Ancient Monuments

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Lime kiln and associated lime shed 680m south east of Scales Green Farm

A Scheduled Monument in Aldingham, Cumbria

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Latitude: 54.1376 / 54°8'15"N

Longitude: -3.1019 / 3°6'6"W

OS Eastings: 328103.799729

OS Northings: 471865.936506

OS Grid: SD281718

Mapcode National: GBR 6NSL.7K

Mapcode Global: WH72K.B84D

Entry Name: Lime kiln and associated lime shed 680m south east of Scales Green Farm

Scheduled Date: 6 October 2003

Source: Historic England

Source ID: 1021013

English Heritage Legacy ID: 35003

County: Cumbria

Civil Parish: Aldingham

Traditional County: Lancashire

Lieutenancy Area (Ceremonial County): Cumbria

Church of England Parish: Aldingham St Cuthbert

Church of England Diocese: Carlisle


The monument includes a late 18th/early 19th century lime kiln and
associated lime shed located on the southern edge of an outcropping
limestone pavement 680m south east of Scales Green Farm. It is a single
pot draw hole type kiln which was used to burn limetone.

Typically the limestone was tipped into the kiln from the top via the
charge hole then burned using wood, coal or coke as a fuel. The resultant
quicklime, also known as birdlime or slaked lime, was then shovelled out
from the draw hole at the bottom of the kiln. Lime has many uses including
spreading on lime deficient soils to encourage plant growth, the
whitewashing of walls and ceilings of buildings, and concrete and cement

The lime kiln, which is one of three different types in the vicinity, is a
flat-fronted structure approximately 4.5m high which is constructed of
large blocks of coursed limestone rubble and is built into the hillside.
Its draw arch which leads to the draw hole, also known as a fire hole,
measures approximately 2m wide by 3m high. The charge hole, which is
partly choked with scrub and rubbish, is reportedly lined with fire
bricks. Th hole is contained within a small enclosure formed by the later
addition of a low drystone wall which connects with the north west and
south east outer walls of the lime kiln. Attached to the front of the kiln
is a single-storey lime shed originally used as a shelter over the kiln
drawing arch to protect lime from the elements. It is built of blocks of
coursed limestone rubble, with a sloping roof of corrugated iron, and an
entrance on its south western side.

The lime kiln is a Listed Building Grade II.

The site of the monument is shown on the attached map extract.
It includes a 2 metre boundary around the archaeological features,
considered to be essential for the monument's support and preservation.

Source: Historic England

Reasons for Scheduling

Limestone or chalk has been the basic ingredient for lime mortar from at
least Roman times. Since the medieval period, lime has also been used as
agricultural fertiliser and, since the early 19th century, widely used in
a variety of other industries: as a flux in blast furnaces, in the
production of gas and oil, and in the chemical, pharmaceutical and food
The lime industry is defined as the processes of preparing and producing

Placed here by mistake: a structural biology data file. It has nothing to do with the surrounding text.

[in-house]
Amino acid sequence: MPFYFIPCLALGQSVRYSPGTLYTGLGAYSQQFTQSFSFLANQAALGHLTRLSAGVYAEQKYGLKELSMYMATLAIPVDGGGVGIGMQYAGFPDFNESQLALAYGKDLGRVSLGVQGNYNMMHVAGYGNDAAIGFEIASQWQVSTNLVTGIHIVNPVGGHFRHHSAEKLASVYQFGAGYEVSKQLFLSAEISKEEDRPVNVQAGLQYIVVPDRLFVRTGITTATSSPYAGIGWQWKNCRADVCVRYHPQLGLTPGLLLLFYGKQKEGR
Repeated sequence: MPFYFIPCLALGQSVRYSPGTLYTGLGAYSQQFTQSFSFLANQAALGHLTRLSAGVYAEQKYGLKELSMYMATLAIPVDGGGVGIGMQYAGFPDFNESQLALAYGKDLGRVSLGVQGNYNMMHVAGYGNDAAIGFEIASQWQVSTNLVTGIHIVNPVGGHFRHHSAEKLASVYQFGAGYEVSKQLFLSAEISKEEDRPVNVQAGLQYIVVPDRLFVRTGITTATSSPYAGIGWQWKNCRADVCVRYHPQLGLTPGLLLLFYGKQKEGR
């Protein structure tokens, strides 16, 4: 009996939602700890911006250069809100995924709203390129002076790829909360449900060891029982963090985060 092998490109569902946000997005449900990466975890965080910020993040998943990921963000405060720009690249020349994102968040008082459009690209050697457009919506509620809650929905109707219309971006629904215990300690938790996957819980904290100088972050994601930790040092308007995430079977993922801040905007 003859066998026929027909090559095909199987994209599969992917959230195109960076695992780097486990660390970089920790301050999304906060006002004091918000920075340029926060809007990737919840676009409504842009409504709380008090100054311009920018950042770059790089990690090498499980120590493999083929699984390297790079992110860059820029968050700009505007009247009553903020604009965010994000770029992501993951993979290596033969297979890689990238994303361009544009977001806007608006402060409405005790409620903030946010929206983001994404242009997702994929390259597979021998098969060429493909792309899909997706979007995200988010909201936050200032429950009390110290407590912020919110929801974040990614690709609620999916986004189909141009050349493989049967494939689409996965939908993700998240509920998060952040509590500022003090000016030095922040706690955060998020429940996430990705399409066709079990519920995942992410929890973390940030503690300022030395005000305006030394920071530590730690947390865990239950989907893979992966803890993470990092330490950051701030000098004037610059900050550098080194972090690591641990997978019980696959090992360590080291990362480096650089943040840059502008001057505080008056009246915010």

lime by burning and slaking. The basic raw material for producing lime is
limestone or chalk: when burnt at high temperature (roasted or calcined),
these rocks release carbon dioxide, leaving `quicklime' which, by chemical
reaction when mixed with water (`slaking'), can be turned into a stable
powder - lime. Lime burning sites varied in scale from individual small
lime kilns adjacent to a quarry, to large-scale works designed to operate
commercially for an extended market and often associated with long
distance water or rail transport. Lime burning as an industry displays
well-developed regional characteristics, borne out by the regional styles
of East Anglia, West Gloucestershire or Derbyshire.
The form of kilns used for lime burning evolved throughout the history of
the industry, from small intermittent clamp and flare kilns, to large
continuously fired draw kilns that could satisfy increased demand from
urban development, industrial growth and agricultural improvement.
Small-scale rural lime production continued in the later 19th and 20th
centuries, but this period of the industry is mainly characterised by
large-scale production and the transfer of technologies from the cement
and other industries. The demand for mortars grew steadily during the 19th
and 20th centuries. The successful production of mortars made with
artificial cement represented an economic challenge to lime production and
gradually replaced the use of lime mortars in major construction and
engineering projects.
From a highly selective sample made at national level, around 200 lime
industry sites have been defined as being of national importance. These
have been defined to represent the industry's chronological depth,
technological breadth and regional diversity.

The lime kiln 680m south east of Scales Green Farm survives well. It is a
good example of a late 18th/early 19th century draw kiln and is a rare
example in north west England of a lime kiln complete with surviving
associate lime shed. Taken together with two other kilns of differing form
in the near vicinity, both of which are the subject of separate
schedulings, it displays the development of lime kiln design and
technology during the late 18th and early 19th centuries.

Source: Historic England


Books and journals
Scales Green lime kilns, Ulverston, (2000)
Keates, A C, 'Cumbria Industrial History Society' in Scales Green, (1995)

Source: Historic England

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